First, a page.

At this very moment … my Sketchbook Skool videos are live and I’m checking in every so often to respond to the students’ questions and some of their amazing responses to my ‘draw your food’ challenge.
When I was first asked if I’d like to take part I thought it would be pretty cool if students could buy a little booklet with some of my foodie drawings in – but I couldn’t figure out how to present it. Sketching chum Andrea Joseph has presented a few in the still of sketching manuals and other sketchers who concentrate on urban sketching can get away with presenting drawings showing a particular area.
How could I present food drawings?
At first I thought about presenting it in the form of a menu; with different dishes from starter, main course and pudding. That seemed like a logical choice – nice and organised. But then, where would an ice-cream, or hot-dog, picked up in the park, fit in? (Can I hasten to add that I didn’t pick it up off the floor, but rather from a hot-dog stand!)
I started jotting down some sketches that I particularly liked and realised that I always seem to be playing around with where my drawings are located on the page.
So … I started to jot down all the different ways I could think of.
And that’s where my problems began.
(This was only about five or six weeks ago)
I realised that I could broadly divide these different ways of drawing food into three areas;
Position – So where the drawing is located on the page, or which direction the drawing is going in.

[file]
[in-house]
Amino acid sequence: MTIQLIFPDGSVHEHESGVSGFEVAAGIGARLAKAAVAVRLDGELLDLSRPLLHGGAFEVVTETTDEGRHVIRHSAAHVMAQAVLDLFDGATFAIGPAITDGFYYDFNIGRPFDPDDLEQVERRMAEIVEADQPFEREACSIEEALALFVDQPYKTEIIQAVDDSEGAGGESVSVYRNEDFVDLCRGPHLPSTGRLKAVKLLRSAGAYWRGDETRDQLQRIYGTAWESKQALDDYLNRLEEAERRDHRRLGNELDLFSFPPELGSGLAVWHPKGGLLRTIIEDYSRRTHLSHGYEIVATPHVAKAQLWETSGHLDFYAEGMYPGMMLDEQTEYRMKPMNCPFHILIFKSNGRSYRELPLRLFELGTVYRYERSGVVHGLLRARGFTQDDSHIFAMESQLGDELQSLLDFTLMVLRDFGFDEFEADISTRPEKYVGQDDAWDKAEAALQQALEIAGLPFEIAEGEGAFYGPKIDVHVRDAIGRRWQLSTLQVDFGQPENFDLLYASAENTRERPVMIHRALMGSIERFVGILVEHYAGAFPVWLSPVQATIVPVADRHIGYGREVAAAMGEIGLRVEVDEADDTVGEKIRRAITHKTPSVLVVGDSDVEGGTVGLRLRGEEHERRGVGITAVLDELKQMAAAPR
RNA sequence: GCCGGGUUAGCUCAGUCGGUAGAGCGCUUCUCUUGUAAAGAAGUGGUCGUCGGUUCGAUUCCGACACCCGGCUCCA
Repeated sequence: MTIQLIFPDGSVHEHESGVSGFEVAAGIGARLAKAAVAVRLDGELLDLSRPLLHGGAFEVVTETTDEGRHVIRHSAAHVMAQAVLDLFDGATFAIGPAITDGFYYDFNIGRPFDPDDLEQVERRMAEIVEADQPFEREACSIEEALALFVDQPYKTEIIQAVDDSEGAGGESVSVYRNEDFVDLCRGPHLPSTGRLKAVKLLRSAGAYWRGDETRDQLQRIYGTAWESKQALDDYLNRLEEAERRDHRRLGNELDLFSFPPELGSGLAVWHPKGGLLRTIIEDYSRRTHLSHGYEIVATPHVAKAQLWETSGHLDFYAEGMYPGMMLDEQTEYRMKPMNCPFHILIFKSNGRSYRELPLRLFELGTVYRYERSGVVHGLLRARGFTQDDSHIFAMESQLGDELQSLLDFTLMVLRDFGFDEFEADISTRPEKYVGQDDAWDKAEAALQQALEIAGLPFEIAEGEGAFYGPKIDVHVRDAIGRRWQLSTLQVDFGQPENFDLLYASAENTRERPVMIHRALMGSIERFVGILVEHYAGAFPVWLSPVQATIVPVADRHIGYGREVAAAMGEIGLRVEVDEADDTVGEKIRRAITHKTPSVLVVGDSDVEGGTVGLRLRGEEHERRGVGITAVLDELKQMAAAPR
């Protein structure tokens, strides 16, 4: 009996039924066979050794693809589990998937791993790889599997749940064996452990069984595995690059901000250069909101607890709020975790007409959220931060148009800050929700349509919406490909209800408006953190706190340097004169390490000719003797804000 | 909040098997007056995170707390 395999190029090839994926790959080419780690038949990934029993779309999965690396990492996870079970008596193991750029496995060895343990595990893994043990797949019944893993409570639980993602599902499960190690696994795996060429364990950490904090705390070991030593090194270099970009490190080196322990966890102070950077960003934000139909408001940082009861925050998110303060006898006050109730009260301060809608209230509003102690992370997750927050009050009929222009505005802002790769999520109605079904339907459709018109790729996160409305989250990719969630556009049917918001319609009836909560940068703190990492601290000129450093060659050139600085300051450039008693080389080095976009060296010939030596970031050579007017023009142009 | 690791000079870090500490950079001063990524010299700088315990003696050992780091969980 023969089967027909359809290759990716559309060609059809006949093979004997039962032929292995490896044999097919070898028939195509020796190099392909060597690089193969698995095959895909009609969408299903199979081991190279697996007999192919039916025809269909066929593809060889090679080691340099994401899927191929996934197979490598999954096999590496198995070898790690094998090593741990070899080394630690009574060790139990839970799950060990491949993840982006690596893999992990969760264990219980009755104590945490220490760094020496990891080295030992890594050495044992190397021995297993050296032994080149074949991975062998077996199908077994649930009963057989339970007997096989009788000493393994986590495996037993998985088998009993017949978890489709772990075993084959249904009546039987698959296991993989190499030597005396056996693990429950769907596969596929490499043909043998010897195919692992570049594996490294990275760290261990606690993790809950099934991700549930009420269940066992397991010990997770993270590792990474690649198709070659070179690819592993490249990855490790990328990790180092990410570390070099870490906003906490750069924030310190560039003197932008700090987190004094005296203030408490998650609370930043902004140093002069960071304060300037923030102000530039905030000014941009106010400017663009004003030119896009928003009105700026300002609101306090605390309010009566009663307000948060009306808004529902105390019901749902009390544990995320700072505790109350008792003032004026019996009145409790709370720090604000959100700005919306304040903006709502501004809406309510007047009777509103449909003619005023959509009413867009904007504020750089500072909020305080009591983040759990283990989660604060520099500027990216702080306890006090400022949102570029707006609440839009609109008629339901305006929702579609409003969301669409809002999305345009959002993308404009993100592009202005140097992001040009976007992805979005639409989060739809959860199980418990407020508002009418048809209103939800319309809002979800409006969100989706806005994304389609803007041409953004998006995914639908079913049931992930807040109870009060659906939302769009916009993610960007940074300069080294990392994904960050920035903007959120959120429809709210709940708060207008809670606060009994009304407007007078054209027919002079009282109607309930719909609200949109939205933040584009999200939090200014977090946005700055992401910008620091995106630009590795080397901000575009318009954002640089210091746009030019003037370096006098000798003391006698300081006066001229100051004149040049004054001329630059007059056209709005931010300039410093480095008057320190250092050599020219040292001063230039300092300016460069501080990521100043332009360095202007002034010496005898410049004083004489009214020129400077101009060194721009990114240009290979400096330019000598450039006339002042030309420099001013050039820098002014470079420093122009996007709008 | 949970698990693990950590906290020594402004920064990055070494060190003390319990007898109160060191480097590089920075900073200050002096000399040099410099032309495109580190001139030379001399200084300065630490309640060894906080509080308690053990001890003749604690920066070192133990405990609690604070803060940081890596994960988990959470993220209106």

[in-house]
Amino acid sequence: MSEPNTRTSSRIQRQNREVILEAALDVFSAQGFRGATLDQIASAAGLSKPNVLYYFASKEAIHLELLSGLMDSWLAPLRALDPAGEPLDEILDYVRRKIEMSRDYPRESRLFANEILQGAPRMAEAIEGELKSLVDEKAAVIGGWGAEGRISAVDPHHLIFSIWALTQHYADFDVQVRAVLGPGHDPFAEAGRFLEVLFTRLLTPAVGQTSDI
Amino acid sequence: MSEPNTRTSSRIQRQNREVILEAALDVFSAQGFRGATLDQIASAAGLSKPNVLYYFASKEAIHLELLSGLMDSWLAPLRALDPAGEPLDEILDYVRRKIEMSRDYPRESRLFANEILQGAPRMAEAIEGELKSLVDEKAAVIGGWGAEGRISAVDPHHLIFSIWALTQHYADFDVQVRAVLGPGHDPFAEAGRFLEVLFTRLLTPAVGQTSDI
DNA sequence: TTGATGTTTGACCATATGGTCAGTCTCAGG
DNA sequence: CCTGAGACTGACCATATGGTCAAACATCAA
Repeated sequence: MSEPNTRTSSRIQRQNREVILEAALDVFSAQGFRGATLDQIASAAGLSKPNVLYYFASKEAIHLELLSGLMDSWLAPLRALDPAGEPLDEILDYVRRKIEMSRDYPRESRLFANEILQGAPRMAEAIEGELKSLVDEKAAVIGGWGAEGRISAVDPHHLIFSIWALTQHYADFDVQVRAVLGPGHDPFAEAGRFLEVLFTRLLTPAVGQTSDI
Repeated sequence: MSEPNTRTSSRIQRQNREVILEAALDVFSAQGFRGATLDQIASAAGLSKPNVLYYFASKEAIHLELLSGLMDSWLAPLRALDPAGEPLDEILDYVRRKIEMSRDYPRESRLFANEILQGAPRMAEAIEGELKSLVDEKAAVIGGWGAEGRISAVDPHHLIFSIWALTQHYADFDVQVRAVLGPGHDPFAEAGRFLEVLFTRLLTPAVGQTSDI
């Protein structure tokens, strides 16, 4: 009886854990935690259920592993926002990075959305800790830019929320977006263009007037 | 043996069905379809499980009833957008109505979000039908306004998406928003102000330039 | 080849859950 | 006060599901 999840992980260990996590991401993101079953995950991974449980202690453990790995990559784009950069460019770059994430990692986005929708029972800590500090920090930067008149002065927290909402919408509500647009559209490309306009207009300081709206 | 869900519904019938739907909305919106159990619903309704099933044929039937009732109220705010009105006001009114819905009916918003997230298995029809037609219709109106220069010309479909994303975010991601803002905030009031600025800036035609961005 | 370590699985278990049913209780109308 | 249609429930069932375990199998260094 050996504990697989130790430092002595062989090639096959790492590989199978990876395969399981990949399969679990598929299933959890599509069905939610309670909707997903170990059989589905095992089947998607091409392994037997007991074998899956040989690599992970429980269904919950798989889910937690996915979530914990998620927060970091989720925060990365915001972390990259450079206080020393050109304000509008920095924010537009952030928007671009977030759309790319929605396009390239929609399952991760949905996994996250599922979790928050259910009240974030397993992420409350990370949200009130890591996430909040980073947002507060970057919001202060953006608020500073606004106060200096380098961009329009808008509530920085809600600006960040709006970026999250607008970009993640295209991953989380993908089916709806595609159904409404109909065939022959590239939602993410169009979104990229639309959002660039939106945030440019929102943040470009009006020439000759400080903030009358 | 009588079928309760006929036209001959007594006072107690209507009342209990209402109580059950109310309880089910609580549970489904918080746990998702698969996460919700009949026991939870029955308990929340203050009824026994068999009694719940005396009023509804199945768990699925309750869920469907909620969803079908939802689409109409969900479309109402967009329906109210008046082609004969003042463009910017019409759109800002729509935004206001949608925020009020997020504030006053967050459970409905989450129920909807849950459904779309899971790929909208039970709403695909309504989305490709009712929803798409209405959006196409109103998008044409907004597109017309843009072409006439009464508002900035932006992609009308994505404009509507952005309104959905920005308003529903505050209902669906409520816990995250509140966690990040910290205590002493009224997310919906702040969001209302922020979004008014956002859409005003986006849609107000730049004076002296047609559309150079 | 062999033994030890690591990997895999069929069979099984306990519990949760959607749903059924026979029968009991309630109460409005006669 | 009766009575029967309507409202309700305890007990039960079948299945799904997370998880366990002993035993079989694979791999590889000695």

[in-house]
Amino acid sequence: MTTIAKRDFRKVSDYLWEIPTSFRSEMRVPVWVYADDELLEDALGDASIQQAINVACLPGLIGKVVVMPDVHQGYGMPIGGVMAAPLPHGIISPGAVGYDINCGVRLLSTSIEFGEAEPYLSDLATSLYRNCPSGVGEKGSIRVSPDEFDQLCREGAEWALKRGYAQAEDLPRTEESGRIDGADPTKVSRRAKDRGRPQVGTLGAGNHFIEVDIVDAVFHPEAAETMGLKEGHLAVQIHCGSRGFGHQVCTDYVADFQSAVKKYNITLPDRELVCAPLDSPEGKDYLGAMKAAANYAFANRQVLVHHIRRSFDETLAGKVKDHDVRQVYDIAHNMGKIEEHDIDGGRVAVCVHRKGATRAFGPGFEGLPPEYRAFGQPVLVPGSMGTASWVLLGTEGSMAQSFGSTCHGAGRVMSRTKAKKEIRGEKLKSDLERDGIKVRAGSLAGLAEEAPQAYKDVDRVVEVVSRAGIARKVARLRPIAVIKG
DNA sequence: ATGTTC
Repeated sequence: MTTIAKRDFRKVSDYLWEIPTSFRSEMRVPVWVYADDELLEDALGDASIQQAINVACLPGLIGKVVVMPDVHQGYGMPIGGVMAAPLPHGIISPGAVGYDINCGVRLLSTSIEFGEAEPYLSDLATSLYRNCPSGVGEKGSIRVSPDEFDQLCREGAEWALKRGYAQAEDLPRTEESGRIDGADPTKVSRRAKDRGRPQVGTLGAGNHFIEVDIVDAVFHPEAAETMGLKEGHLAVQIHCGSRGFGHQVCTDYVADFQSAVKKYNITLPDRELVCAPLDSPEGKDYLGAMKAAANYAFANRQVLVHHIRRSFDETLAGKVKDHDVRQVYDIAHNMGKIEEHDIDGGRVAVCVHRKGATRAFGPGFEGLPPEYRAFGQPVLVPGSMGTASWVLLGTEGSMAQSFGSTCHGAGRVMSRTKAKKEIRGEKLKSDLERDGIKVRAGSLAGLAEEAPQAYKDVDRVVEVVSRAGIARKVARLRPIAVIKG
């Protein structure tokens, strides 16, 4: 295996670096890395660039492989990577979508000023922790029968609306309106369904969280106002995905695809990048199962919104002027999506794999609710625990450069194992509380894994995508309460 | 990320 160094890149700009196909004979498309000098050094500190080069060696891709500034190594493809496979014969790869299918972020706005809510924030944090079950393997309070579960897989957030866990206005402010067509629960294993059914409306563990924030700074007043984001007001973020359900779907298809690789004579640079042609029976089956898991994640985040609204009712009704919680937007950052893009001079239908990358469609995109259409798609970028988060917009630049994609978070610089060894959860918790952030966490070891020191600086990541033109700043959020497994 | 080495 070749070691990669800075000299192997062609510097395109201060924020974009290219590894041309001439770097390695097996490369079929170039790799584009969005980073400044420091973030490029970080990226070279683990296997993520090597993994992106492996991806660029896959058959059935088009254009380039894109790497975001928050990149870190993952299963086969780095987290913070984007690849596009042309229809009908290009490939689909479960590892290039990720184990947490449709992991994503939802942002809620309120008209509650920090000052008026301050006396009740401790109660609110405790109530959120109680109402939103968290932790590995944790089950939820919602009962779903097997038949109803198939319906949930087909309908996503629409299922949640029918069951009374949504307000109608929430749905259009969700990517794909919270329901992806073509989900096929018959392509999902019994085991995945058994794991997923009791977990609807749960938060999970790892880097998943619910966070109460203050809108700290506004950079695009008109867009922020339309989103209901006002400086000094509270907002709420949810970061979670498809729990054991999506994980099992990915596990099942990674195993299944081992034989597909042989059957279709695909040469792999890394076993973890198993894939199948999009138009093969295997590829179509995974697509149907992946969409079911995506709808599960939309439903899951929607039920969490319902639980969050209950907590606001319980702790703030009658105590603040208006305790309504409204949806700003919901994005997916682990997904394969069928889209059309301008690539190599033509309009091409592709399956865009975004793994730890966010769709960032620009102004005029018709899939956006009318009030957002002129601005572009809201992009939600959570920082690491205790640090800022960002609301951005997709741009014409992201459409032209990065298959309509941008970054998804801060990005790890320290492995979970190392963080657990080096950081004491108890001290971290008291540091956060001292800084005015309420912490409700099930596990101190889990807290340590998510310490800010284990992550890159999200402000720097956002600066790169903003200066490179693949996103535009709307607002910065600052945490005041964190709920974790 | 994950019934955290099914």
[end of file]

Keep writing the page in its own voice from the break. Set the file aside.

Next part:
Focus – Which I thought of as how I’m approaching a drawing; such as a close-up, or a side-view
Location – Because sometimes there are elements at the restaurant that you can include in your drawing
… and then …
So I eventually came up with
24 Position cards
14 Focus cards
9 Location cards
Then I realised that they needed a box to live in too – but I couldn’t design that until the cards had all been designed and printed; so that they would fit inside the box properly.
– There are a variety of ways that these can be used;
Take a card from each pile to influence all three elements.
Take one card only as a guide.
Take out the cards with elements that you usually use before you draw cards.
Sketchbook Skool were interested in offering the cards as a free gift to the students of my klass – so I PDF’d a few of the cards from each set for them.
The set of cards on Etsy contains the full set of cards + 15 blank cards to add your own mischief; all printed on lovely, thick 350gsm card and with a handy-dandy cut out and keep box to hold them all in.
Meanwhile I was feverishly trying to complete the three booklets I’d hit upon.
The Focus booklet was the one I started out doing first – it seemed the most interesting and practical and also had the most pages.
or … how are you going to draw this? Not technique, but approach.
Okay – so it’s made up of 14 sections – most of which are double spreads – discussing each of my Focus ideas. Offering some further twists and turns.
So, for example the pages about boxes, suggests other ways you can stretch and bend the definition of boxes to suit your needs.
The Location booklet was the next most useful one.
or … Things to do with your drawing whilst you’re there.
Again, this contains sections covering the 9 Location cards in the card pack; varying between 1 to 3 pages.
I’m still working on the Position booklet – mainly because the subject doesn’t really lend itself all that well to me having to explain what the different positions might mean; for example ‘Drawing in the middle of the page’ is pretty self-explanatory, really.
I’m thinking maybe in terms of this booklet showing off drawings in these different positions, but the text focussing on my own personal positions on various aspects of drawing (Y’see what I did there!)